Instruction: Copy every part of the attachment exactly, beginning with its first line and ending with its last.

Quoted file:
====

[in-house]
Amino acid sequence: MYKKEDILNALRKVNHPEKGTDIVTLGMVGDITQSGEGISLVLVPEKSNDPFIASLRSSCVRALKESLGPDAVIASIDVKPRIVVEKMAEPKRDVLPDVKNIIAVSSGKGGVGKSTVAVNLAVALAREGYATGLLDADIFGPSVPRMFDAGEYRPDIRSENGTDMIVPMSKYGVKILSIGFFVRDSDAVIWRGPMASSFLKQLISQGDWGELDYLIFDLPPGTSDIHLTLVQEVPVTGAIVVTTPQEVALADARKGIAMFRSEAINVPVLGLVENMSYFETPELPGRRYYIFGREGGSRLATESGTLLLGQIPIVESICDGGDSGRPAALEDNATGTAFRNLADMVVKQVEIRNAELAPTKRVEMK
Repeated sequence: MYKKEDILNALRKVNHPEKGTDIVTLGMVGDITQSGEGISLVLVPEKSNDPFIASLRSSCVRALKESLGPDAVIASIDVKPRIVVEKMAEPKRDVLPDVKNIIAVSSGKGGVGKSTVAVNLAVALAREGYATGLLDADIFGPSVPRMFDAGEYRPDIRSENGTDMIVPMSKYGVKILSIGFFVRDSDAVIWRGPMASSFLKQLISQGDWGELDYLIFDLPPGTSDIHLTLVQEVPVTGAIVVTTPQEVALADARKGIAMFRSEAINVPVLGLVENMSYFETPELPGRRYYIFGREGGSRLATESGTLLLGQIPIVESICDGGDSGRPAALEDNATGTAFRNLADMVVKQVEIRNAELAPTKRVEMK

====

[in-house]
Amino acid sequence: MYKKEDILNALRKVNHPEKGTDIVTLGMVGDITQSGEGISLVLVPEKSNDPFIASLRSSCVRALKESLGPDAVIASIDVKPRIVVEKMAEPKRDVLPDVKNIIAVSSGKGGVGKSTVAVNLAVALAREGYATGLLDADIFGPSVPRMFDAGEYRPDIRSENGTDMIVPMSKYGVKILSIGFFVRDSDAVIWRGPMASSFLKQLISQGDWGELDYLIFDLPPGTSDIHLTLVQEVPVTGAIVVTTPQEVALADARKGIAMFRSEAINVPVLGLVENMSYFETPELPGRRYYIFGREGGSRLATESGTLLLGQIPIVESICDGGDSGRPAALEDNATGTAFRNLADMVVKQVEIRNAELAPTKRVEMK
Repeated sequence: MYKKEDILNALRKVNHPEKGTDIVTLGMVGDITQSGEGISLVLVPEKSNDPFIASLRSSCVRALKESLGPDAVIASIDVKPRIVVEKMAEPKRDVLPDVKNIIAVSSGKGGVGKSTVAVNLAVALAREGYATGLLDADIFGPSVPRMFDAGEYRPDIRSENGTDMIVPMSKYGVKILSIGFFVRDSDAVIWRGPMASSFLKQLISQGDWGELDYLIFDLPPGTSDIHLTLVQEVPVTGAIVVTTPQEVALADARKGIAMFRSEAINVPVLGLVENMSYFETPELPGRRYYIFGREGGSRLATESGTLLLGQIPIVESICDGGDSGRPAALEDNATGTAFRNLADMVVKQVEIRNAELAPTKRVEMK